30 July 2009

Abandoned House

If you walk through the Lower East Side, take the right fork at the little dam and uphill another 500 meters along the steep slope of the valley, down below on your left you'll see this abandoned house.

There are abandoned houses all around Lantau. There's even a whole abandoned village along the coast just 40 minutes walk from Wang Tong. No one remembers who owns most of them. Somebody once claimed these homes, which makes me wonder why, in property-investment-mad Hong Kong, no heirs have come along to reclaim any for redevelopment. Maybe they were squatters to begin with, without title.

This house, though deep in a glen and obscured by dense forest, is in a lovely location next to the stream, with enough level area--if you cleared the trees--for a substantial garden. It's a single-story bungalow with a loft, made of whitewashed brick and concrete. There's a barn of sorts, possibly a former pigsty, in the back. The house is still intact; only a bit of the barn has collapsed. It would make an ideal artist's retreat.

One day I was walking with Uncle Six (whom you'll meet later) to do some repair work on the village water tank upstream. He's getting pretty old and though not native to Wang Tong, has lived here almost forever. I asked him whether the house belongs to anybody.

"I don't know anymore," he said. "Used to be a couple named...I don't remember...I think Chan. They were very old. I think their children moved away. When they died, no one came to take over. No one lived there since."

"When was that?"

"Oh...thirty, thirty-five years ago. Before the pipe." He was referring to the water pipe which leads from the water tank halfway up the valley down into the village.

Uncle Six shook his head. His expression looked sad. Those were the old days, I guess, when people worked hard to live off the land, and came and went without much notice.

The house remains, populated only by ghosts.

29 July 2009

Lotus Eaters

Is it a lotus or a water lily? There's some disagreement over whether Nelumbo nucifera is part of the water lily family of aquatic flowering plants. This particular flower is in our lily pond... make that our lotus pond. It's the sacred flower of Buddhism, which might explain why the pond at the end of our garden is crying out for a Buddha statue. Its roots and seeds are edible, and its stems and leaves are widely used in Chinese medicine.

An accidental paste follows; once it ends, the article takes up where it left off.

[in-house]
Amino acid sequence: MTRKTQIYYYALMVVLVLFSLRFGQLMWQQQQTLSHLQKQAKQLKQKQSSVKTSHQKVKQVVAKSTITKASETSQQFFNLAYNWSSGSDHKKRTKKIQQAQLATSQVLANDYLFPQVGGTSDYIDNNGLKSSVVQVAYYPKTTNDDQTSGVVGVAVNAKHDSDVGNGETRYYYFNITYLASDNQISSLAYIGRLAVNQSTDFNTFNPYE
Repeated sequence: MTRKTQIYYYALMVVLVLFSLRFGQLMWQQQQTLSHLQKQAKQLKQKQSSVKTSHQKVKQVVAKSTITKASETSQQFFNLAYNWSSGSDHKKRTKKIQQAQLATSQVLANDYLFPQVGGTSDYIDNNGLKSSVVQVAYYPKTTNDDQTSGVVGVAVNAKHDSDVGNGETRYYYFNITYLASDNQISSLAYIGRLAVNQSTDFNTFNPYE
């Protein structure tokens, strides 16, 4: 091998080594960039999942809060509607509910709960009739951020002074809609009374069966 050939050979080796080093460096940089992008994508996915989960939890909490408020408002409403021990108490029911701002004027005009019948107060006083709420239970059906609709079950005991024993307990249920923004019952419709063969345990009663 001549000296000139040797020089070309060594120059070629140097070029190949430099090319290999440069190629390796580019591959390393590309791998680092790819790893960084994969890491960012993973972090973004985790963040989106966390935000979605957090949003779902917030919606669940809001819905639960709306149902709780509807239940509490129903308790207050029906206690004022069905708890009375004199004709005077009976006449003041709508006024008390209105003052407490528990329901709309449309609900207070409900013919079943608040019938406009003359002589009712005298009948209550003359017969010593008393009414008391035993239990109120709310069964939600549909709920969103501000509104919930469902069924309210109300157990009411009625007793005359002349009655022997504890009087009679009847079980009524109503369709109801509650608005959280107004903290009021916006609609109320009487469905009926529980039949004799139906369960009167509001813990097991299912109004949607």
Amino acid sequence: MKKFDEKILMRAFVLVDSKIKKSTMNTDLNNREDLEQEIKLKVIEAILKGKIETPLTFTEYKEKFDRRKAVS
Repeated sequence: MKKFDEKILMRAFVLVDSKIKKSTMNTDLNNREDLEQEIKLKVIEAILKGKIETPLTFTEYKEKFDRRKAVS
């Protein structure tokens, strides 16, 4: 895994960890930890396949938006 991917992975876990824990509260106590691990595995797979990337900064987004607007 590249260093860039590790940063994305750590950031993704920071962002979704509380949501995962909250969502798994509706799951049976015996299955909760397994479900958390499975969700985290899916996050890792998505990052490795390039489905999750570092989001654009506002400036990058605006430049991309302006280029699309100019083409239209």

I'm not the flower fanatic in the family. All I know is it's pretty and seems to know it. Out of the thousands of flowers in our garden, the lotuses seem to almost vocally demand attention, like floral divas. They're at the very end of the garden like the mistress at the head of the table, sticking their long skinny necks up and distracting your eye even at a distance. They're not as colorful as the cartoony bird of paradise, as exotic as the blossom of our dragon fruit, or as flashy as the bushes full of ruby chili peppers. There's something regal about the lotus instead. It commands you to pay attention.

Maybe this haughty sense of majesty intimidated Mr. Tang, on the other side of the village. He had a lotus pond as large as a swimming pool right in his front garden next to the public walkway. It was so big that it still appears on the topographic maps of the village. In the summer it was covered from one end to the other with waxy pink lotuses and floating water lilies. He had carp and a lot of turtles too, who stuck their heads up for air between the lily pads. Talk about Buddhist blessings, he had it in spades. Probably good feng shui too. Then a few years ago he filled it all in and converted his garden into a suburban American-style lawn. Now his grandchildren can run around playing football (soccer) when they visit, but I think he did the whole village a disservice.

My wife gets crazy pleasure from her flowers, and the lotus is the queen of them all. I'm not as nuts, though if they bring us Buddhist good karma, all I can say is, I need all I can get. Long live our lotuses.

28 July 2009

The Ugly Side: The Stream

These are not exactly before and after photos, but they could be. Actually, they illustrate government ineptitude and local idiocy and greed. And a shameful chapter in our village history.

Both are pictures of the Wang Tong Stream which, as you can see, is a shallow trickle of a brook. The section in the first photo runs along the south side of the village. It's a rich habitat for several species of fish, small reptiles, crabs, freshwater shrimp and aquatic insects. Which also makes it a popular hunting ground for egrets, herons, kingfishers, moorhens, as well as frogs and the water snakes which feed on them.

The section in the second photo, right around the corner a few meters upstream, used to look like that until the government, goaded by a few local residents, decided to "train the river" for so-called flood prevention. Well, it's true that every three years or so a week of torrential rains would cause the soil to become so waterlogged that the stream couldn't handle the runoff and numerous gardens would flood. In 1997 the government decided to fix the problem by turning an 800-meter section of the stream into a concrete channel.